A lot of people experience anxiety or depression at some point in their lives. These experiences are short-lived and mild for some of us, but sometimes anxiety or depression can be severe and long-lasting. Since there are so many different types of anxiety or depression and various manifestations of these disorders, it's common for people to have questions.
Below, we’ve answered some of the most common questions about anxiety and depression.
Anxiety and depression are two different mental health disorders. Each presents itself differently with specific symptoms, though you can experience both at the same time.
Anxiety includes intense, persistent, or excessive fear and worries about everyday situations. Even though anxiety is a normal response to stressful situations, it can indicate an underlying condition if it interferes with your daily life.
On the other hand, depression is a group of mental health conditions associated with persistent feelings of sadness. This lowered mood is usually accompanied by a loss of interest in activities to the point where it impairs daily life.
Although anxiety and depression have different symptoms, the root causes of both mental health disorders come from a stress-filled life.
Numerous things can trigger anxiety, for example, medical conditions, past traumas, genetics, and environmental factors such as your job or interpersonal relationships.
Depression tends to be more complex and can also stem from many different sources. For example, abuse, age, gender, medications, grief, significant events, and genetics.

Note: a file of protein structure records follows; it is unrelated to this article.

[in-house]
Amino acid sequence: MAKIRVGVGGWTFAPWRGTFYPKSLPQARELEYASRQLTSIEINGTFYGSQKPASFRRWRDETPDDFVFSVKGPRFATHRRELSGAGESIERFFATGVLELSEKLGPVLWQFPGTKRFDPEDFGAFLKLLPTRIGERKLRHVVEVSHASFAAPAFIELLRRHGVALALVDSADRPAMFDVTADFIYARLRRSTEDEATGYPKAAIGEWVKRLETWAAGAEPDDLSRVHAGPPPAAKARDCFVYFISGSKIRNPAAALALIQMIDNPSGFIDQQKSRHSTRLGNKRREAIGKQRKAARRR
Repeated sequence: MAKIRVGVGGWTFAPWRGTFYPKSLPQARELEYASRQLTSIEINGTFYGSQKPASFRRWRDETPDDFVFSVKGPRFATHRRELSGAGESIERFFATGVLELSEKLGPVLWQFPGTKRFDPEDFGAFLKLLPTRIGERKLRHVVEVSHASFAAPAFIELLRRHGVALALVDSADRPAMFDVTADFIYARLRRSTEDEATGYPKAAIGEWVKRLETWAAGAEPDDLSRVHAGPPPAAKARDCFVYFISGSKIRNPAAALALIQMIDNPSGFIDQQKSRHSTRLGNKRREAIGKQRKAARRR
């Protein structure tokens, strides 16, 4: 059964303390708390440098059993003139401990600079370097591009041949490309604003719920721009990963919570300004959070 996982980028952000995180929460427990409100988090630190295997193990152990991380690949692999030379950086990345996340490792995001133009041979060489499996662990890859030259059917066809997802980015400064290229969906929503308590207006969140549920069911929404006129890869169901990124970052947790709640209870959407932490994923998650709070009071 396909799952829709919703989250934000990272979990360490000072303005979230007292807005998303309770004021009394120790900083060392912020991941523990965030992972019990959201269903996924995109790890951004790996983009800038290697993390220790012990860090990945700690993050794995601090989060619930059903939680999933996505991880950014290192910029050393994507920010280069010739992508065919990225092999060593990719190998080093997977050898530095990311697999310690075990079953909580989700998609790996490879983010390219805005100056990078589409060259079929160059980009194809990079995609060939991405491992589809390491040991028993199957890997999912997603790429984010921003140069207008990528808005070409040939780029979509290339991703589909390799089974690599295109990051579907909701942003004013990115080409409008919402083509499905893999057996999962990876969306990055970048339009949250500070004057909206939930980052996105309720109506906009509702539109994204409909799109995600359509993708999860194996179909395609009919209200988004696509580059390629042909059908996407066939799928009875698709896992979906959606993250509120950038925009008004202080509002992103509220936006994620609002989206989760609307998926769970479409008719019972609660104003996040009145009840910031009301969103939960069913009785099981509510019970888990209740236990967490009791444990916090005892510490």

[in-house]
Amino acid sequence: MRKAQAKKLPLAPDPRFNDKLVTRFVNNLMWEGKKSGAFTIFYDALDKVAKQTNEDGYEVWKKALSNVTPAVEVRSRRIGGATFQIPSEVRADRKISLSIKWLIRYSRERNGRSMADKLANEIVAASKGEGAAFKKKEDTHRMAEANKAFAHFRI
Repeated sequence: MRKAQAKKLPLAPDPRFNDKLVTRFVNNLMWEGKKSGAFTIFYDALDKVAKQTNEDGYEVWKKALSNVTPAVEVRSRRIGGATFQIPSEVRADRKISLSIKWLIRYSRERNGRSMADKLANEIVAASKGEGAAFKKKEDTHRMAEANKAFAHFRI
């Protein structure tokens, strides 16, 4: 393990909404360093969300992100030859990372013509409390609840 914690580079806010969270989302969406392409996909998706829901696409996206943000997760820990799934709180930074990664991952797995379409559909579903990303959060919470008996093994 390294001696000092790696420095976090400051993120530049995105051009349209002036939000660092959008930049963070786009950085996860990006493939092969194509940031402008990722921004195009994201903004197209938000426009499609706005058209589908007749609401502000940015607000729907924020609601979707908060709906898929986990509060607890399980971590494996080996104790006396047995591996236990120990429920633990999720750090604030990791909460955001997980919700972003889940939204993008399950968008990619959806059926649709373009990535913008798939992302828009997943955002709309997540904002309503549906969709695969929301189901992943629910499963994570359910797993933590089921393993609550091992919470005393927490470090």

Since the symptoms of anxiety and depression are on opposite sides of the spectrum, you would not expect to experience both anxiety and depression. However, it is possible and quite common to be anxious and depressed, especially if you suffer from generalized anxiety disorder (GAD). A psychiatrist will be able to diagnose you with these mental health conditions, but here are some symptoms to look out for:
Feeling nervous, restless, or tense for no specific reason
A sense of impending danger or crisis
Increased heart rate
Feeling helpless or hopelessness
Loss of interest in activities you used to enjoy
Changes in your appetite and weight
Feeling angry, irritable, or lethargic
Participating in reckless or unsafe behaviors
Depression and anxiety can both be treated without medication (depending on the severity). Mental health practitioners have had great success using a combination of talk therapies such as cognitive-behavioral therapy (CBT) and holistic treatment plans. Customized treatment plans developed by SohoMD psychiatrists may include dietary suggestions, nutritional supplements, exercise recommendations, and mindfulness practices.
Moderate to severe anxiety and depression can significantly affect your life. You may have difficulty working and earning a living if you suffer from these mental health disorders. Telepsychiatry coupled with the proper medication can make a big difference in your personal and professional life for the better. It can sometimes take weeks or months to find the proper medication and dosage, so it’s important to remember to trust the process, monitor yourself closely, and work with your psychiatrist to find the best medication option.
Learn more about Telepsychiatry, an excellent place to start to get help with depression and anxiety.